It does not appear that the Internet Archive is attempting to rely on the statutory exceptions for libraries in US copyright law. These exceptions have rather technical requirements, and the lending library program does not appear to have been crafted to take advantage of these exceptions. Rather, it appears to be staking out fair use grounds. As James Grimmelmann writes:
The argument here would likely center on the Archive’s nonprofit purpose, the negligible harm to the market for some long-out-of-print books (quite possibly including some orphan works), and the nearby public policies of first sale and library exceptions. The natural counter-argument, however, is that distributing complete copies of books for readers to consume is so close to the core of copyright’s rights and goals that fair use simply cannot stretch that fair. These are non-transformative, substitutive, complete copies of expressive works—so while the Archive would have an argument, the fair use factors arguably tip 4-0 against it. Should it win, it would be a revolution in fair use caselaw. A good revolution, for some, but a revolution nonetheless.
Consider the case of Digital Systems by Ronald Tocci, published by Prentice Hall in 1977. The lending library offers only the first edition; a tenth edition was published in 2006. It would be hard for Prentice Hall to argue that offering a single copy of the 1977 version would reduce its economic value, while it would be easy to argue that sales of the 2006 edition will be enhanced. In addition to the probable difficulty in proving damages, it's likely that Prentice Hall might have difficulty proving that it has electronic publication rights for the 1977 edition, as author contracts of that era could not have anticipated today's internet distribution channels.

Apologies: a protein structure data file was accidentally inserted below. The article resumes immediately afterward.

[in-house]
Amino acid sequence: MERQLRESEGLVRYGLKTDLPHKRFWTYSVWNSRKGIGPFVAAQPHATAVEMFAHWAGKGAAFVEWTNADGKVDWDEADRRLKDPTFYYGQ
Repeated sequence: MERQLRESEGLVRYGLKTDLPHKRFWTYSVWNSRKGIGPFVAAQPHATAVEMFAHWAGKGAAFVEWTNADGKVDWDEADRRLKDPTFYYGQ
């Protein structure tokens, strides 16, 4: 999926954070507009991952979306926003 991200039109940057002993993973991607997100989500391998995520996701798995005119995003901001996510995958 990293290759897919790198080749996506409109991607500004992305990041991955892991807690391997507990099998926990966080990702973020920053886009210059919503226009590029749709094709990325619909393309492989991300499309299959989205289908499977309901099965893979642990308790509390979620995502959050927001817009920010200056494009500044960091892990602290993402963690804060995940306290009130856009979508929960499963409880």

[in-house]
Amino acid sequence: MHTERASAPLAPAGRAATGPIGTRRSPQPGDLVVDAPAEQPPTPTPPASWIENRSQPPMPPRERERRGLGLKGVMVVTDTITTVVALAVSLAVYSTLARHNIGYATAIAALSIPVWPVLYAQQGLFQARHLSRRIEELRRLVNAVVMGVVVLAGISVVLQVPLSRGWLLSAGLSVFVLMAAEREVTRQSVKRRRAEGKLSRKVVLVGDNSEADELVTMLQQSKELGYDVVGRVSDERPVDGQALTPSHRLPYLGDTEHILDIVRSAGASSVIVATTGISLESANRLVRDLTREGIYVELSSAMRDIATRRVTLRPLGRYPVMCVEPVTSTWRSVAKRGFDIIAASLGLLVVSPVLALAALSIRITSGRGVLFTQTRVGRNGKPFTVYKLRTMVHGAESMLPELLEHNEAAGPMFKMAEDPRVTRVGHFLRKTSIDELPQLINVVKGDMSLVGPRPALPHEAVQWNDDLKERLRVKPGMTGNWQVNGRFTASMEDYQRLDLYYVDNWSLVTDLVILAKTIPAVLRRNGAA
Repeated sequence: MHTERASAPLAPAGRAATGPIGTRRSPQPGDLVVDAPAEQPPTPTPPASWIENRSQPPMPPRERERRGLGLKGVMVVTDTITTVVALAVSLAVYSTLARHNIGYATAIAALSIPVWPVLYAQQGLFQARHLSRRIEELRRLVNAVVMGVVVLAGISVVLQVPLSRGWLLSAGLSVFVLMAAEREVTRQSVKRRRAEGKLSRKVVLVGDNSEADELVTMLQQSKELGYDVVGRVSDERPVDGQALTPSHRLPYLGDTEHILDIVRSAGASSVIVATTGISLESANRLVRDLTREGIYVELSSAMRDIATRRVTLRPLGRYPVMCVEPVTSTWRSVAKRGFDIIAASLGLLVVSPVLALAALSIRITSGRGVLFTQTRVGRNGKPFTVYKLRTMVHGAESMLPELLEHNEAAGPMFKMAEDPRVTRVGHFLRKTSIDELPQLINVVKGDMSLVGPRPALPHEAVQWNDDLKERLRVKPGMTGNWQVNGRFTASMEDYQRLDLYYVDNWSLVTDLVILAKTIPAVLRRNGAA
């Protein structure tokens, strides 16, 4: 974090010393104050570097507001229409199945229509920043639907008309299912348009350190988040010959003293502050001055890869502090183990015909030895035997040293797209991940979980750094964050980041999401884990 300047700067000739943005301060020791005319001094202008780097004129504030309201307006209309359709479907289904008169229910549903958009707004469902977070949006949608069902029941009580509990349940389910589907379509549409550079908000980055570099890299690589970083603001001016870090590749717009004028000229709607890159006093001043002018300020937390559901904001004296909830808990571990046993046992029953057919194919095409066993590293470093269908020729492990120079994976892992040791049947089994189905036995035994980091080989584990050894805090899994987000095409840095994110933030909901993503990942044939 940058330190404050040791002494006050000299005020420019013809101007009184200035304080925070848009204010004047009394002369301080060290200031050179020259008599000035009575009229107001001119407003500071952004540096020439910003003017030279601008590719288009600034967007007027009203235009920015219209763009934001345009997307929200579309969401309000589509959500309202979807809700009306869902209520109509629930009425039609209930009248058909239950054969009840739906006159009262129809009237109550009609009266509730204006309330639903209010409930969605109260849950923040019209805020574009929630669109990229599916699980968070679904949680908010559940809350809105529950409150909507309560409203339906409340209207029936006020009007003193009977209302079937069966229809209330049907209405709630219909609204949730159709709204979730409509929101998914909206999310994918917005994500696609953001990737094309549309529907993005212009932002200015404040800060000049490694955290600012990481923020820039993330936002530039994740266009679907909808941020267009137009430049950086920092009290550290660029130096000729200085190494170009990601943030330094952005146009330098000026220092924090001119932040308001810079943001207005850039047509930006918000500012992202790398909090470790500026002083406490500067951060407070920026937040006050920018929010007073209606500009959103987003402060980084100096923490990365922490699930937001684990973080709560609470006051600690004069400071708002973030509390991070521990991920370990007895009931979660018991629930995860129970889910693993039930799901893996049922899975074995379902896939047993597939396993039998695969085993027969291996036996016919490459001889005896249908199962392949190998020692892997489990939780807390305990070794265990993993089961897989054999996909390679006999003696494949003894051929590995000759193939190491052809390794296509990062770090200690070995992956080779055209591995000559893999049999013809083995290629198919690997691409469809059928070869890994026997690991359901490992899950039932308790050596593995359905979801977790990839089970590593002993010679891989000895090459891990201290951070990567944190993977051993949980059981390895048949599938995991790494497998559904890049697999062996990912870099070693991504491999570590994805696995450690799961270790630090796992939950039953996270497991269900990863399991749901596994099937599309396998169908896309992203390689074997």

The Internet Archive's legal strategy would appear to be one of fair use creep, a sort of adverse possession by the public domain. If no one steps forward to tell the Internet Archive to stop lending these works, then the public gains a sort of right-of-way to use them. Even if a lawsuit occurs, it's quite possible that a jury would consider single-copy lending use of any of the 187 to be fair, even if the majority of copyright lawyers might disagree. If enough works become available in this way, then a political constituency for library lending of ebooks could develop and strengthen.

Jaws (30th Anniversary Edition)
It looks to me as though the Archive is setting a trap, hoping that someone will take the bait and file a lawsuit despite problematic subject matter. The publicity exemplified by the Wall Street Journal article then looks like chum on the water to trick the legal sharks of publishing into striking on poisoned bait.

And here I was about to go swimming.
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  1. What are the legal implications (in terms of setting precedents) if the publishers do not sue?

    Joe Esposito

  2. Joe, that's a really good question, i.e. I don't know. It might be an excellent strategy for both the Archive and for publishing, allowing both to focus on what's important to them, building an internet library and managing valuable content, respectively.